Global air pollution is not a problem that only affects lung health. Recent data show that airborne pollutants account for 30 percent of acute stroke cases worldwide. Cleaning up the air we breathe would help to prevent various serious and common neurological disorders, as the World Federation of Neurology aims to emphasize on World Brain Day 2018, which is devoted to highlighting the negative impact of air pollution on brain health.
Every year on 22 July, the World Federation of Neurology (WFN) stages World Brain Day. Around 120 organizations around the world participate in this awareness-raising initiative. The focus in 2018 is a topic that is growing in importance as a result of a number of recent scientific studies: the negative effects of high air pollution levels on the brain. “Clean Air for Brain Health” is this year’s theme.
The impact on health of environmental pollution, and air pollution in particular, is increasing all the time. Recent estimates put the annual number of deaths attributable to polluted air at 9 million worldwide.
“The Global Burden of Disease study, carried out by an international team using data from 188 countries, found that up to 30 percent of the global stroke burden can be traced back to pollutants in the air,” explained World Brain Day Chair Prof Mohammad Wasay from Karachi. “This was the reason behind our decision to select an aspect of environmental pollution as the theme for World Brain Day 2018.”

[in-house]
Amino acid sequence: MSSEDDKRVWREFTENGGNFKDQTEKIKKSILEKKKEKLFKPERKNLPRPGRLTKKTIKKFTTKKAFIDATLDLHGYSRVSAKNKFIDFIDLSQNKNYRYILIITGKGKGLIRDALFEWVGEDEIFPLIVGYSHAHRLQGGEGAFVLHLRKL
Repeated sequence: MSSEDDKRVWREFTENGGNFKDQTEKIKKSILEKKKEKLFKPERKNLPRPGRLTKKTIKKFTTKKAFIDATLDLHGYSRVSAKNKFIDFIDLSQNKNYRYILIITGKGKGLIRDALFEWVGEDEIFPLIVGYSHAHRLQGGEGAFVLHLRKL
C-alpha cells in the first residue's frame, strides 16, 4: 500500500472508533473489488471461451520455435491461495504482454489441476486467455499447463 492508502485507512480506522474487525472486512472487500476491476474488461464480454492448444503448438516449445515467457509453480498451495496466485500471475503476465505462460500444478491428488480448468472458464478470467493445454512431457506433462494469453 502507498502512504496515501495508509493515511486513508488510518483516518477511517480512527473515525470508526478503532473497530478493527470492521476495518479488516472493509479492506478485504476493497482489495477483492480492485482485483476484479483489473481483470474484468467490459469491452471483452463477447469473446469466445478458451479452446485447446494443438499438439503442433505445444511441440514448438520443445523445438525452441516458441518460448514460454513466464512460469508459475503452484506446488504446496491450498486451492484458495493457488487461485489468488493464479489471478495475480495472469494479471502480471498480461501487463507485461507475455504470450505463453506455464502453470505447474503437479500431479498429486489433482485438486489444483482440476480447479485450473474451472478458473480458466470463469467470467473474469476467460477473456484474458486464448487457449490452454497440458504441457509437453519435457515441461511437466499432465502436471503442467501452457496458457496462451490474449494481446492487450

A complex global problem
The connection between harmful gases and particles in the air and brain health is a worldwide problem, and also a complex one. According to Prof Jacques Reis, head of the World Federation of Neurology’s Environmental Neurology Applied Research Group: “Air pollution refers to diffuse, often invisible contamination by damaging bioaerosols containing pollen, spores, particles and toxic substances. The pollutants can stem from natural sources or may be due to human activity.”
Additionally, the phenomenon can vary sharply – both quantitatively and qualitatively – depending on the situations in which people live and work. It includes:
- Indoor air pollution, e.g. from heating systems, cooking on open wood fires, kerosene and tobacco
- Outdoor pollution, e.g. industrial and vehicle exhaust fumes, waste incineration and dust
- A distinction is made between primary and secondary air pollutants: the former are gases and particles that themselves have harmful effects, while the latter are the result of chemical reactions between natural and/or man-made substances (such as ozone)
“The problem is different in major cities compared with rural areas. Some air pollutants have a local or regional impact, but the effects of others can be international,” says Prof Reis.
In May this year, the World Health Organisation (WHO) found that nine-tenths of the world’s population breathe polluted air. And three billion people use harmful fuels in their homes for cooking and/or heating.
Understanding of toxic effects constantly improving